SAN FRANCISCO (KPIX 5) — San Francisco property owners have scored a legal victory over the city involving higher payments to relocate evicted tenants.

Dan and Maria Levin sued in September after the city enacted a new formula for evicting a tenants which required landlords to pay an amount equal to the difference between the tenant’s current rent and the cost of comparable housing in the city for two years.

For the Levins, that meant having to pay more than $117,000.

The new measure was implemented to stave off the wave of Ellis Act evictions the city is experiencing where property owners are allowed by law to remove their properties from the rental market and evict the tenants who occupied those units.

Tuesday, a U.S. District Court judge called the measure unconstitutional.

Supervisor David Campos, who authored the legislation that was struck down, said the city would continue pursue higher relocation payments.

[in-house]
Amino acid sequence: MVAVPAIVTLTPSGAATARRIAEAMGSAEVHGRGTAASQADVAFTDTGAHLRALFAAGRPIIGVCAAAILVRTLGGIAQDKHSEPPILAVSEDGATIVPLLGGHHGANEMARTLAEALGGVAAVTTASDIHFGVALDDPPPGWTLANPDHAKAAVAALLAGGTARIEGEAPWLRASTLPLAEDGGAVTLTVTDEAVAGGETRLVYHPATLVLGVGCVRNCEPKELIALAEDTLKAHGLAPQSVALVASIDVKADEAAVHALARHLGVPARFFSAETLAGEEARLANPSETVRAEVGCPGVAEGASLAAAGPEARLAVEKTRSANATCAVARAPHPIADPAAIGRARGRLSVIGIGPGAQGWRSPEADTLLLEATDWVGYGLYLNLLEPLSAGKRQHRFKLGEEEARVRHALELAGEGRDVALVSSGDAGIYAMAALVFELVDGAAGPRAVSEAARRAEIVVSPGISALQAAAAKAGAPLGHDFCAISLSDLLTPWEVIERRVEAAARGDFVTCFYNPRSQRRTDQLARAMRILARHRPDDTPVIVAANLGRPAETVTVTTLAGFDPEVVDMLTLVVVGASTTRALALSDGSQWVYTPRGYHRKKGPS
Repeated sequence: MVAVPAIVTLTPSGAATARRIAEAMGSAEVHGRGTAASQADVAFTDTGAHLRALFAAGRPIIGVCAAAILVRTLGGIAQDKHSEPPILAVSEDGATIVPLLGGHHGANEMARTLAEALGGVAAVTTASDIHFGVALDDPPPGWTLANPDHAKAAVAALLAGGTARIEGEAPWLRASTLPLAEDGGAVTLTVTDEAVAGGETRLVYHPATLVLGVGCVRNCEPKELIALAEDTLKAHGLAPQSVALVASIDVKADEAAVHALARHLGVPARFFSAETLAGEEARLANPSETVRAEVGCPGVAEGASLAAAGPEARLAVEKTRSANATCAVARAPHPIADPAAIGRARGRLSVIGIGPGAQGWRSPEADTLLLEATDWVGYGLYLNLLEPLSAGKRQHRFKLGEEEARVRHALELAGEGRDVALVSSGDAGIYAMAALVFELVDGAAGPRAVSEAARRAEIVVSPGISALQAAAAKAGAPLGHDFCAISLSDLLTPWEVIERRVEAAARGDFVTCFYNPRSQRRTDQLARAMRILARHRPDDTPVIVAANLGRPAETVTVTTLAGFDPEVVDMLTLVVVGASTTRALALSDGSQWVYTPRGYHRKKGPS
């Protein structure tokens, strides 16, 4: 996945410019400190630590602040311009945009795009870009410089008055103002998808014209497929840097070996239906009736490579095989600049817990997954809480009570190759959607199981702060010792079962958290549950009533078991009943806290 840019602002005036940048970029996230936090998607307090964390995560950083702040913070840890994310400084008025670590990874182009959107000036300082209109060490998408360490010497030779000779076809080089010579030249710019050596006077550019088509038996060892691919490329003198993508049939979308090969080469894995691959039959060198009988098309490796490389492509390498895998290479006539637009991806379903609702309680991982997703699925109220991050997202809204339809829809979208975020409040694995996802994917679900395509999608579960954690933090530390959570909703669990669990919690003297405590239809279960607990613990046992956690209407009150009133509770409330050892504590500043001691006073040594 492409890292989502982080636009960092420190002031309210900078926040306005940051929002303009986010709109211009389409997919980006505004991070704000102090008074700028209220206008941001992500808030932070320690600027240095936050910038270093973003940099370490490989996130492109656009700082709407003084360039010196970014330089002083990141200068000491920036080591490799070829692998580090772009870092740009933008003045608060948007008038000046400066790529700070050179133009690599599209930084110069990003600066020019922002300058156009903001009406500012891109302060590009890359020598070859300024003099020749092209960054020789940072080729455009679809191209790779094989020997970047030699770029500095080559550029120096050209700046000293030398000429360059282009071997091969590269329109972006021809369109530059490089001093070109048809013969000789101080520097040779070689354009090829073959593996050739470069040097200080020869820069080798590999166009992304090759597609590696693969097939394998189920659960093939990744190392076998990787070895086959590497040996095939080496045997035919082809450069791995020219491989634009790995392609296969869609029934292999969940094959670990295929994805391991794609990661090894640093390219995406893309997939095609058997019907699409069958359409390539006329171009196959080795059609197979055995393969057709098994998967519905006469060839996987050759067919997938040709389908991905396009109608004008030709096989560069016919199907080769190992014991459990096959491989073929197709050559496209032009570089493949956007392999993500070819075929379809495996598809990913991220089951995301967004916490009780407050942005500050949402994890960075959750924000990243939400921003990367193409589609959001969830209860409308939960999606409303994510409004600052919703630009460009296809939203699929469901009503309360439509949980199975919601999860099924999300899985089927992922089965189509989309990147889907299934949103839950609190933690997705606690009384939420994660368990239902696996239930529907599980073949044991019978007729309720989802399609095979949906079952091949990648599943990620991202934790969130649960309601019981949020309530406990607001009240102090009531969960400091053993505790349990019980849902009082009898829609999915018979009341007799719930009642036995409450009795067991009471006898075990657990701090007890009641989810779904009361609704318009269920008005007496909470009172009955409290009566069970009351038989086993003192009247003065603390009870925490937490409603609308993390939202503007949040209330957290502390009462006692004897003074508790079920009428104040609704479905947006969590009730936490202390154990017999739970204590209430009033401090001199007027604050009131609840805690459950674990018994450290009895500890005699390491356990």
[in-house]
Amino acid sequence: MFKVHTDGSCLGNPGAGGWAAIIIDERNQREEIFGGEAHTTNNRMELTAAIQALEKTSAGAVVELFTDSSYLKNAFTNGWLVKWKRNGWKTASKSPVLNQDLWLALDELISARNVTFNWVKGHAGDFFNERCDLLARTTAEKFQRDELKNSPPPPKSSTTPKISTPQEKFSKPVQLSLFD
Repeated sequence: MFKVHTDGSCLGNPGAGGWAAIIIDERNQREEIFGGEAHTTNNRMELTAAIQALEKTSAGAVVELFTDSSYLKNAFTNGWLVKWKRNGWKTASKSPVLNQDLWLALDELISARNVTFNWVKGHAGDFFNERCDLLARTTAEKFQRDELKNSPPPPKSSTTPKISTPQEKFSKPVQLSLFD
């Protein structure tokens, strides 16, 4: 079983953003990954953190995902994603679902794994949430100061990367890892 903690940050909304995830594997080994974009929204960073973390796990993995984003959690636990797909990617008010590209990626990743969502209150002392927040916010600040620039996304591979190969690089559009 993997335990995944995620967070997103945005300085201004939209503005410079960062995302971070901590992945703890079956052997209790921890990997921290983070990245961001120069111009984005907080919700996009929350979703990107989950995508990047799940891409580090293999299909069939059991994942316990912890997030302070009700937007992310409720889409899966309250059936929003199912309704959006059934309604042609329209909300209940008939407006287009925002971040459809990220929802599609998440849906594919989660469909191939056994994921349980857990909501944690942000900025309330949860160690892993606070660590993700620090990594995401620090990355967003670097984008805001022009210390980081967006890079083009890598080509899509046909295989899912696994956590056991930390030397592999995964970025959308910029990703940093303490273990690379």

“I want tenants to in San Francisco to know that we are not going to stop fighting because we know that this law could make the difference between someone being able to stay in the city or not, if they’re evicted,” said Campos.

David Breemer of the Pacific Legal Foundation disagreed. “This is about whether a government can make you pay a ransom in order to have exclusive use of your own property”

The Levins said they were grateful for the ruling and look forward to being able to use their property without having to pay a massive fine.

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